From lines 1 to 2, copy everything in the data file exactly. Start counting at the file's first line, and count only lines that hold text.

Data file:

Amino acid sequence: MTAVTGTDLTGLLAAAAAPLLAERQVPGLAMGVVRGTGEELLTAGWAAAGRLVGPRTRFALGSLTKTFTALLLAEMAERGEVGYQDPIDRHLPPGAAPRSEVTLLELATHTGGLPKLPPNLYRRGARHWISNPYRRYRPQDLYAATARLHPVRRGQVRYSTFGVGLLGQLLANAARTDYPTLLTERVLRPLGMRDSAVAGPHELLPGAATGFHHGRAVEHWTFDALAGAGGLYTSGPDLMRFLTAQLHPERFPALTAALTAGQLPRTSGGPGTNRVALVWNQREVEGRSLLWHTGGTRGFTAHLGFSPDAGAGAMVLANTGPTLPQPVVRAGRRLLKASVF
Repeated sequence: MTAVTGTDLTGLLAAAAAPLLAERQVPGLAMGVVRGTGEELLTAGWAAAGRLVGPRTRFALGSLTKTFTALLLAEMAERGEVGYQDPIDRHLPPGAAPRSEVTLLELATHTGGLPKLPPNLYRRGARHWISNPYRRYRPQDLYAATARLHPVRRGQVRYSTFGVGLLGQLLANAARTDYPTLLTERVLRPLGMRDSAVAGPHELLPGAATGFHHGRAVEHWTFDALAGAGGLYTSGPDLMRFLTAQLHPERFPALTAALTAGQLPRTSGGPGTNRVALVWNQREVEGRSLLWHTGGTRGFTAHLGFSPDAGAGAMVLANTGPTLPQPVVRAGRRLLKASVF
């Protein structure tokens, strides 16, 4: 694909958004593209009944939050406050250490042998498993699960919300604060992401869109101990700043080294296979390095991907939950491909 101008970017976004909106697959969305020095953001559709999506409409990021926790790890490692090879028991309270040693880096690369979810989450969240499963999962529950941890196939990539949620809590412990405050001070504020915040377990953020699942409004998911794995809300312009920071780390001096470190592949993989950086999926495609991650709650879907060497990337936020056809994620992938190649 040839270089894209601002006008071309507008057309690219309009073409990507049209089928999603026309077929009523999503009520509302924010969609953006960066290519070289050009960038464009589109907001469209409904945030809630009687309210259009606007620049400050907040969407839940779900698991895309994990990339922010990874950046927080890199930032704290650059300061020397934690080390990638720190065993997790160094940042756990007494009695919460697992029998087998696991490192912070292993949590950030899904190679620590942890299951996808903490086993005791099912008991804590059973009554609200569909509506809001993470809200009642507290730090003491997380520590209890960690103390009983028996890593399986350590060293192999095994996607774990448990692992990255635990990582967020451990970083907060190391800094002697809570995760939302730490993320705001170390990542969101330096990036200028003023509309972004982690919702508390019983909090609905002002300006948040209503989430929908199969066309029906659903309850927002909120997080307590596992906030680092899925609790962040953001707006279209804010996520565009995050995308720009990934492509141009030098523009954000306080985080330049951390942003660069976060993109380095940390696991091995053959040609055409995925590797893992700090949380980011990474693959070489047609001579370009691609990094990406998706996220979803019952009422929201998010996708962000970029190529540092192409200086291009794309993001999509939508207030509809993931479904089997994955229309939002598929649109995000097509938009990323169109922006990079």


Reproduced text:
Amino acid sequence: MTAVTGTDLTGLLAAAAAPLLAERQVPGLAMGVVRGTGEELLTAGWAAAGRLVGPRTRFALGSLTKTFTALLLAEMAERGEVGYQDPIDRHLPPGAAPRSEVTLLELATHTGGLPKLPPNLYRRGARHWISNPYRRYRPQDLYAATARLHPVRRGQVRYSTFGVGLLGQLLANAARTDYPTLLTERVLRPLGMRDSAVAGPHELLPGAATGFHHGRAVEHWTFDALAGAGGLYTSGPDLMRFLTAQLHPERFPALTAALTAGQLPRTSGGPGTNRVALVWNQREVEGRSLLWHTGGTRGFTAHLGFSPDAGAGAMVLANTGPTLPQPVVRAGRRLLKASVF
Repeated sequence: MTAVTGTDLTGLLAAAAAPLLAERQVPGLAMGVVRGTGEELLTAGWAAAGRLVGPRTRFALGSLTKTFTALLLAEMAERGEVGYQDPIDRHLPPGAAPRSEVTLLELATHTGGLPKLPPNLYRRGARHWISNPYRRYRPQDLYAATARLHPVRRGQVRYSTFGVGLLGQLLANAARTDYPTLLTERVLRPLGMRDSAVAGPHELLPGAATGFHHGRAVEHWTFDALAGAGGLYTSGPDLMRFLTAQLHPERFPALTAALTAGQLPRTSGGPGTNRVALVWNQREVEGRSLLWHTGGTRGFTAHLGFSPDAGAGAMVLANTGPTLPQPVVRAGRRLLKASVF